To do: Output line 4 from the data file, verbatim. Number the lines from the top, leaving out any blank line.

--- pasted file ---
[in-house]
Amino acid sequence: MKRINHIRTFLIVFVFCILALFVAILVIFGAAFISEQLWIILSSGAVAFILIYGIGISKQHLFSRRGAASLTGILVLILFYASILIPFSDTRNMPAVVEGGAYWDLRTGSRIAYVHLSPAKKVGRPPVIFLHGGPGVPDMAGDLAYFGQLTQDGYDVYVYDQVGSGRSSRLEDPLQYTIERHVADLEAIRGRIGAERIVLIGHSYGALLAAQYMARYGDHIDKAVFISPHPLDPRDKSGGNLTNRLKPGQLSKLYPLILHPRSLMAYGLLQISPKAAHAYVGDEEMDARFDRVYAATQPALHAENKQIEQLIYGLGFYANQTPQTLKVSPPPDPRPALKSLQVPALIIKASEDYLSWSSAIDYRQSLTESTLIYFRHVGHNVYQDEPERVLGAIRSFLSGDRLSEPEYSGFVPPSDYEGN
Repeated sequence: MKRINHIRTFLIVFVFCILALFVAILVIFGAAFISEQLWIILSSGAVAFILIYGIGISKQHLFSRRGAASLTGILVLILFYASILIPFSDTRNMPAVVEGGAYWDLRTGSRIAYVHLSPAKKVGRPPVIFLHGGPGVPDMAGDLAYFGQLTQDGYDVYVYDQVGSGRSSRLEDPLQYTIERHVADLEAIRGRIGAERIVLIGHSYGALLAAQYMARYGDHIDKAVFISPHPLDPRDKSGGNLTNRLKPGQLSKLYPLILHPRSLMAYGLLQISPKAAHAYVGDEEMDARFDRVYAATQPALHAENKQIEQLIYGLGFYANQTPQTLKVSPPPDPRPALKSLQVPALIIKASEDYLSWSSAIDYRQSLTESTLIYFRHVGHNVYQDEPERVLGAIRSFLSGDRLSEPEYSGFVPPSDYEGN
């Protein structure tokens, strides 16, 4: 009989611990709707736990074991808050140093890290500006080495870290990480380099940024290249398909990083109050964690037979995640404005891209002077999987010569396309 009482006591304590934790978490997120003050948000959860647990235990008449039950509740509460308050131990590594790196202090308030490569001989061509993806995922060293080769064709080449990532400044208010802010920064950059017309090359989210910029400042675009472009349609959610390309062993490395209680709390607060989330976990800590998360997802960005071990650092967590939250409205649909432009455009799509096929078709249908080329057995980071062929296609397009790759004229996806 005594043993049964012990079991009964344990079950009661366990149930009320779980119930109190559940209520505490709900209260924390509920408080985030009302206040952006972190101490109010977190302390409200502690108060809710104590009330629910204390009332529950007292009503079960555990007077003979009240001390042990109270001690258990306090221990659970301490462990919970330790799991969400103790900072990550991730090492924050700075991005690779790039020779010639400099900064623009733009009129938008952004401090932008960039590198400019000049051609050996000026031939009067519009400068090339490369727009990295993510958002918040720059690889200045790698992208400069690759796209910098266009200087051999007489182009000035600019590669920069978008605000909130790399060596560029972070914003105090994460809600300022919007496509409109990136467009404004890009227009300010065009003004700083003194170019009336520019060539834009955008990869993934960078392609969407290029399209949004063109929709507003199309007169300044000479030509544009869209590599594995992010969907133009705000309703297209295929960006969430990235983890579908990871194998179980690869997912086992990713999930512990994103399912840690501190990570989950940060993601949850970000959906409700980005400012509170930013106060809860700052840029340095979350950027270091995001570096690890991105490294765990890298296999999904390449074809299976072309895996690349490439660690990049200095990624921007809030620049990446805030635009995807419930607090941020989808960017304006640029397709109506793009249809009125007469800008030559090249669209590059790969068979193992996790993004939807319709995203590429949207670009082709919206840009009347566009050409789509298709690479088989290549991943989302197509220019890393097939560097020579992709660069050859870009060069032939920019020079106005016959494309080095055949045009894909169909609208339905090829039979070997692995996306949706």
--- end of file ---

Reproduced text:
């Protein structure tokens, strides 16, 4: 009989611990709707736990074991808050140093890290500006080495870290990480380099940024290249398909990083109050964690037979995640404005891209002077999987010569396309 009482006591304590934790978490997120003050948000959860647990235990008449039950509740509460308050131990590594790196202090308030490569001989061509993806995922060293080769064709080449990532400044208010802010920064950059017309090359989210910029400042675009472009349609959610390309062993490395209680709390607060989330976990800590998360997802960005071990650092967590939250409205649909432009455009799509096929078709249908080329057995980071062929296609397009790759004229996806 005594043993049964012990079991009964344990079950009661366990149930009320779980119930109190559940209520505490709900209260924390509920408080985030009302206040952006972190101490109010977190302390409200502690108060809710104590009330629910204390009332529950007292009503079960555990007077003979009240001390042990109270001690258990306090221990659970301490462990919970330790799991969400103790900072990550991730090492924050700075991005690779790039020779010639400099900064623009733009009129938008952004401090932008960039590198400019000049051609050996000026031939009067519009400068090339490369727009990295993510958002918040720059690889200045790698992208400069690759796209910098266009200087051999007489182009000035600019590669920069978008605000909130790399060596560029972070914003105090994460809600300022919007496509409109990136467009404004890009227009300010065009003004700083003194170019009336520019060539834009955008990869993934960078392609969407290029399209949004063109929709507003199309007169300044000479030509544009869209590599594995992010969907133009705000309703297209295929960006969430990235983890579908990871194998179980690869997912086992990713999930512990994103399912840690501190990570989950940060993601949850970000959906409700980005400012509170930013106060809860700052840029340095979350950027270091995001570096690890991105490294765990890298296999999904390449074809299976072309895996690349490439660690990049200095990624921007809030620049990446805030635009995807419930607090941020989808960017304006640029397709109506793009249809009125007469800008030559090249669209590059790969068979193992996790993004939807319709995203590429949207670009082709919206840009009347566009050409789509298709690479088989290549991943989302197509220019890393097939560097020579992709660069050859870009060069032939920019020079106005016959494309080095055949045009894909169909609208339905090829039979070997692995996306949706």